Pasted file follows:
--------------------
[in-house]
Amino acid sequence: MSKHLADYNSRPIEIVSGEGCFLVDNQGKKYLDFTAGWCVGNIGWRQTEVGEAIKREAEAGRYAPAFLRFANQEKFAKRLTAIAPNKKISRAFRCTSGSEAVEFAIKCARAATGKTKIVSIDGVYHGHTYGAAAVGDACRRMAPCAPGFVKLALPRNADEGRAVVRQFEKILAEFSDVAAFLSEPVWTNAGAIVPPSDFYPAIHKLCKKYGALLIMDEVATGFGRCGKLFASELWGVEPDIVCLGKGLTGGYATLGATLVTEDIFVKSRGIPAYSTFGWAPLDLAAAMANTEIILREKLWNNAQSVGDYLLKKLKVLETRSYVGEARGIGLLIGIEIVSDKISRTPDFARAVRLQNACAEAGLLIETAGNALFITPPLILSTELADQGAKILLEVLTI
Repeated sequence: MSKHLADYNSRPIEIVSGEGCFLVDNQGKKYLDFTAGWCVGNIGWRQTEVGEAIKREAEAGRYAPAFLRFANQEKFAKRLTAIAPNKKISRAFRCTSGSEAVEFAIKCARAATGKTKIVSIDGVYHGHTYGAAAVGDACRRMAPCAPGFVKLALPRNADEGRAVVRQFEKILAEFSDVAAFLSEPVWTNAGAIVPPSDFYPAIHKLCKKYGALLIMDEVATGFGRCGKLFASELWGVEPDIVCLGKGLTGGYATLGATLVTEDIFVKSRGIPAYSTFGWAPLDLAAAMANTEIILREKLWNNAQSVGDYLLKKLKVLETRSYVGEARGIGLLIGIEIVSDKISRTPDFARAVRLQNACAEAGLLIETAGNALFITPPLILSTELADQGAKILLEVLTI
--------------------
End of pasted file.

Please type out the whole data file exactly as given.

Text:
[in-house]
Amino acid sequence: MSKHLADYNSRPIEIVSGEGCFLVDNQGKKYLDFTAGWCVGNIGWRQTEVGEAIKREAEAGRYAPAFLRFANQEKFAKRLTAIAPNKKISRAFRCTSGSEAVEFAIKCARAATGKTKIVSIDGVYHGHTYGAAAVGDACRRMAPCAPGFVKLALPRNADEGRAVVRQFEKILAEFSDVAAFLSEPVWTNAGAIVPPSDFYPAIHKLCKKYGALLIMDEVATGFGRCGKLFASELWGVEPDIVCLGKGLTGGYATLGATLVTEDIFVKSRGIPAYSTFGWAPLDLAAAMANTEIILREKLWNNAQSVGDYLLKKLKVLETRSYVGEARGIGLLIGIEIVSDKISRTPDFARAVRLQNACAEAGLLIETAGNALFITPPLILSTELADQGAKILLEVLTI
Repeated sequence: MSKHLADYNSRPIEIVSGEGCFLVDNQGKKYLDFTAGWCVGNIGWRQTEVGEAIKREAEAGRYAPAFLRFANQEKFAKRLTAIAPNKKISRAFRCTSGSEAVEFAIKCARAATGKTKIVSIDGVYHGHTYGAAAVGDACRRMAPCAPGFVKLALPRNADEGRAVVRQFEKILAEFSDVAAFLSEPVWTNAGAIVPPSDFYPAIHKLCKKYGALLIMDEVATGFGRCGKLFASELWGVEPDIVCLGKGLTGGYATLGATLVTEDIFVKSRGIPAYSTFGWAPLDLAAAMANTEIILREKLWNNAQSVGDYLLKKLKVLETRSYVGEARGIGLLIGIEIVSDKISRTPDFARAVRLQNACAEAGLLIETAGNALFITPPLILSTELADQGAKILLEVLTI